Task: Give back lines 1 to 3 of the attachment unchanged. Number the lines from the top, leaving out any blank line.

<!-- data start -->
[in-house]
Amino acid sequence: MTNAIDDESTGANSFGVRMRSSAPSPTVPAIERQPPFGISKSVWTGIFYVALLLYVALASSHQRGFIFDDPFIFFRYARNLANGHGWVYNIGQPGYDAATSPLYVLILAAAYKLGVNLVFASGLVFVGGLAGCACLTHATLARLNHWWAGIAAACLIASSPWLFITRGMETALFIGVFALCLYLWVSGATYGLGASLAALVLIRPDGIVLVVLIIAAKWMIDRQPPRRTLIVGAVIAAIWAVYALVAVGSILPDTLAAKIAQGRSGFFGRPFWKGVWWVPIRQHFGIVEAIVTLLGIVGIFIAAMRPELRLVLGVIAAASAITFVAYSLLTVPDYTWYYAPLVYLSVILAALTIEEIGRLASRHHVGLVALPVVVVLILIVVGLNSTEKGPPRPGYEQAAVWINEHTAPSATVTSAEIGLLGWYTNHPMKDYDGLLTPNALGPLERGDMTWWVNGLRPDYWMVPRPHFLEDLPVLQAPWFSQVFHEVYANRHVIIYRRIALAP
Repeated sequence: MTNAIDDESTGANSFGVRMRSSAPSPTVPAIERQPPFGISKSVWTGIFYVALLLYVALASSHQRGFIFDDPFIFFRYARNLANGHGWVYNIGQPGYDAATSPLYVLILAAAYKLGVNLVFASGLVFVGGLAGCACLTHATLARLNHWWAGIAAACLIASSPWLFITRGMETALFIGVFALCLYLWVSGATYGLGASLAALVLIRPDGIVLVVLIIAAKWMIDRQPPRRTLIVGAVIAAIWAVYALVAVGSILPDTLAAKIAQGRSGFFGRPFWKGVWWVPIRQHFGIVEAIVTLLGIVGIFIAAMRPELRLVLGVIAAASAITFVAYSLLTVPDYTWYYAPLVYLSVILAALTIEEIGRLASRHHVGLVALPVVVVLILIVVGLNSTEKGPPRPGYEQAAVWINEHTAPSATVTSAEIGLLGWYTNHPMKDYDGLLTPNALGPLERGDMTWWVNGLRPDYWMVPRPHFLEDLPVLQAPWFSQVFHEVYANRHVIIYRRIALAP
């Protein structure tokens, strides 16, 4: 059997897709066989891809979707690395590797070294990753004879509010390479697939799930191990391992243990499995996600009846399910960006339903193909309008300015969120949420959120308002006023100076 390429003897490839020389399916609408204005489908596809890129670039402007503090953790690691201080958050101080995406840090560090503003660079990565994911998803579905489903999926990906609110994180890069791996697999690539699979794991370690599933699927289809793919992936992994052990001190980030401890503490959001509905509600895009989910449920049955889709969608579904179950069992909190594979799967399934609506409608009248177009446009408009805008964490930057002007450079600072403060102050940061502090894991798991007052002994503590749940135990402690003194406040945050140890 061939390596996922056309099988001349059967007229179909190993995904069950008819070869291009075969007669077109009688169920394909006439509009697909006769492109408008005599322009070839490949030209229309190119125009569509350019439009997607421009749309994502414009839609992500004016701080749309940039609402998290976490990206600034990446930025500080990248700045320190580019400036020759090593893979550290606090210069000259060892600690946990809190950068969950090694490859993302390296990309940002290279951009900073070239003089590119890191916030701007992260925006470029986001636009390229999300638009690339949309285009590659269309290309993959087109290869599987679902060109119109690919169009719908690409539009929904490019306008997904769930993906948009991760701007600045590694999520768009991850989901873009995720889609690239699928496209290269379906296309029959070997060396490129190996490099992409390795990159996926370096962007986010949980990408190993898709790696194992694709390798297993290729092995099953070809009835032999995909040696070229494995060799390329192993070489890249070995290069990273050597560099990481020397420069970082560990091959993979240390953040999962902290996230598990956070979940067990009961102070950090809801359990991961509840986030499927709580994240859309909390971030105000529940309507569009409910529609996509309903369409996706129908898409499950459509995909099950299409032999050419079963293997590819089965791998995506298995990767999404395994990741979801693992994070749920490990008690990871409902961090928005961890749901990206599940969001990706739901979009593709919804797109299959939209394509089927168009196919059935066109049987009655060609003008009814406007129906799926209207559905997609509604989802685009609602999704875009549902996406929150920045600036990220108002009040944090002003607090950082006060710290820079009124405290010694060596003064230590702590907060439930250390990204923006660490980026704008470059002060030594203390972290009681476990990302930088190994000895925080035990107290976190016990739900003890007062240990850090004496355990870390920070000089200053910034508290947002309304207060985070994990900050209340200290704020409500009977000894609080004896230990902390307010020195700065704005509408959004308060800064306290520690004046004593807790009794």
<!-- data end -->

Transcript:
[in-house]
Amino acid sequence: MTNAIDDESTGANSFGVRMRSSAPSPTVPAIERQPPFGISKSVWTGIFYVALLLYVALASSHQRGFIFDDPFIFFRYARNLANGHGWVYNIGQPGYDAATSPLYVLILAAAYKLGVNLVFASGLVFVGGLAGCACLTHATLARLNHWWAGIAAACLIASSPWLFITRGMETALFIGVFALCLYLWVSGATYGLGASLAALVLIRPDGIVLVVLIIAAKWMIDRQPPRRTLIVGAVIAAIWAVYALVAVGSILPDTLAAKIAQGRSGFFGRPFWKGVWWVPIRQHFGIVEAIVTLLGIVGIFIAAMRPELRLVLGVIAAASAITFVAYSLLTVPDYTWYYAPLVYLSVILAALTIEEIGRLASRHHVGLVALPVVVVLILIVVGLNSTEKGPPRPGYEQAAVWINEHTAPSATVTSAEIGLLGWYTNHPMKDYDGLLTPNALGPLERGDMTWWVNGLRPDYWMVPRPHFLEDLPVLQAPWFSQVFHEVYANRHVIIYRRIALAP
Repeated sequence: MTNAIDDESTGANSFGVRMRSSAPSPTVPAIERQPPFGISKSVWTGIFYVALLLYVALASSHQRGFIFDDPFIFFRYARNLANGHGWVYNIGQPGYDAATSPLYVLILAAAYKLGVNLVFASGLVFVGGLAGCACLTHATLARLNHWWAGIAAACLIASSPWLFITRGMETALFIGVFALCLYLWVSGATYGLGASLAALVLIRPDGIVLVVLIIAAKWMIDRQPPRRTLIVGAVIAAIWAVYALVAVGSILPDTLAAKIAQGRSGFFGRPFWKGVWWVPIRQHFGIVEAIVTLLGIVGIFIAAMRPELRLVLGVIAAASAITFVAYSLLTVPDYTWYYAPLVYLSVILAALTIEEIGRLASRHHVGLVALPVVVVLILIVVGLNSTEKGPPRPGYEQAAVWINEHTAPSATVTSAEIGLLGWYTNHPMKDYDGLLTPNALGPLERGDMTWWVNGLRPDYWMVPRPHFLEDLPVLQAPWFSQVFHEVYANRHVIIYRRIALAP